Interest rates

The Bank of England cut interest rates to a historic low in 2009 in an attempt to stimulate investment and consumer confidence in spending, and prevent deflation. Although a small increase is possible before the end of 2011, rates are likely to remain low until economic policy makers are certain that the economic downturn is over. Despite the low official rate, continued economic uncertainty and the aftermath of the banking crisis mean that lending remains subdued. Furthermore many people on low incomes lack access to mainstream financial services, and so face very high interest rates for personal debt.

What are the implications?

  • Decreased returns for savings accounts and some forms of investment (see stock market performance) may mean a reduced income for charities with reserves - especially grant making foundations.
  • Charities with a secure revenue stream may be able to take advantage of the low interest rates to invest in new buildings and equipment (see loan finance).
  • Mortgage holders may be better off because of reduced monthly repayments - especially those on standard variable rates or tracker mortgages taken out before the financial crisis (see housing market).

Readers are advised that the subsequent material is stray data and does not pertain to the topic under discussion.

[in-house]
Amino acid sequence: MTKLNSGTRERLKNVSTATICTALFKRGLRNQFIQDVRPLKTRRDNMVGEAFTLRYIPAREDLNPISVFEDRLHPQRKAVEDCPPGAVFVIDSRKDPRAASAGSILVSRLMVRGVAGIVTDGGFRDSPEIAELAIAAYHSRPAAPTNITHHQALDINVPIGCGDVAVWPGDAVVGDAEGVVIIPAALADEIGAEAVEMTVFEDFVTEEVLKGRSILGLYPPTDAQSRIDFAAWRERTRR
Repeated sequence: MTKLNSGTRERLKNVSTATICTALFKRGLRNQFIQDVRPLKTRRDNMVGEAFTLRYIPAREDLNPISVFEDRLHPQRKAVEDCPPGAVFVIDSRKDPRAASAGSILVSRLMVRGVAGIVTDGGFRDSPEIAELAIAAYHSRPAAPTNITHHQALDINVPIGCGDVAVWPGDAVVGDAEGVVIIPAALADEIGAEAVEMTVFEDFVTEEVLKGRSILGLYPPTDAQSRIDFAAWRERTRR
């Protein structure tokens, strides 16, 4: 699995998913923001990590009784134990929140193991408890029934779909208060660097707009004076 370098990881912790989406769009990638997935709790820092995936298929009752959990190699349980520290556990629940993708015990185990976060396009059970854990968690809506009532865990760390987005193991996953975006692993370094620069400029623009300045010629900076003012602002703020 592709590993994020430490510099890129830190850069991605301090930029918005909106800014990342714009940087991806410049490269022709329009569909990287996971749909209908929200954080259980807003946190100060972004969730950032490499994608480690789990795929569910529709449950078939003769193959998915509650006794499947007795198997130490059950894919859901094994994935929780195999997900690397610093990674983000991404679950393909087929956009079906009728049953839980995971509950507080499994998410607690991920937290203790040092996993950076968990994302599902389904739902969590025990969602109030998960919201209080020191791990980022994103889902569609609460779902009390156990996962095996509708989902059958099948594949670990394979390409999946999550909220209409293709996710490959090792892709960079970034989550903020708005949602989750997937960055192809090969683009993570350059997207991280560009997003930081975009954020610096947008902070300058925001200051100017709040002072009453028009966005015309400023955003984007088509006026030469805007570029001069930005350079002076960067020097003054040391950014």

• Falling income for people who rely on interest from their savings - particularly for older people (who give the most money to charity).
  • Decreased pension returns may increase pension deficits, and a reduced annuity available on retirement.
  • Many people continue to struggle with the cost of personal debt, paying punitive rates of interest from door-to-door loan providers, pawnbrokers and loansharks.
  • A weak exchange rate, meaning increased costs for charities working internationally, and increasing the price of imported goods such as oil.
  • Pressure on the Bank of England to increase interest rates again, particularly if inflation remains high

Moving forward

  • Do you need to review your investment policy to make sure that you are striking the right balance between risk and reward? Are you managing your cash reserves effectively?
  • Interest rates are likely to rise in the future. Will you look around to make sure you are getting a fair deal when interest rates rise?
  • Is now a good time to invest in new capital? Is it worth taking a risk, and borrowing now in order to purchase or refurbish new premises or equipment - could this increase your effectiveness or your income in future?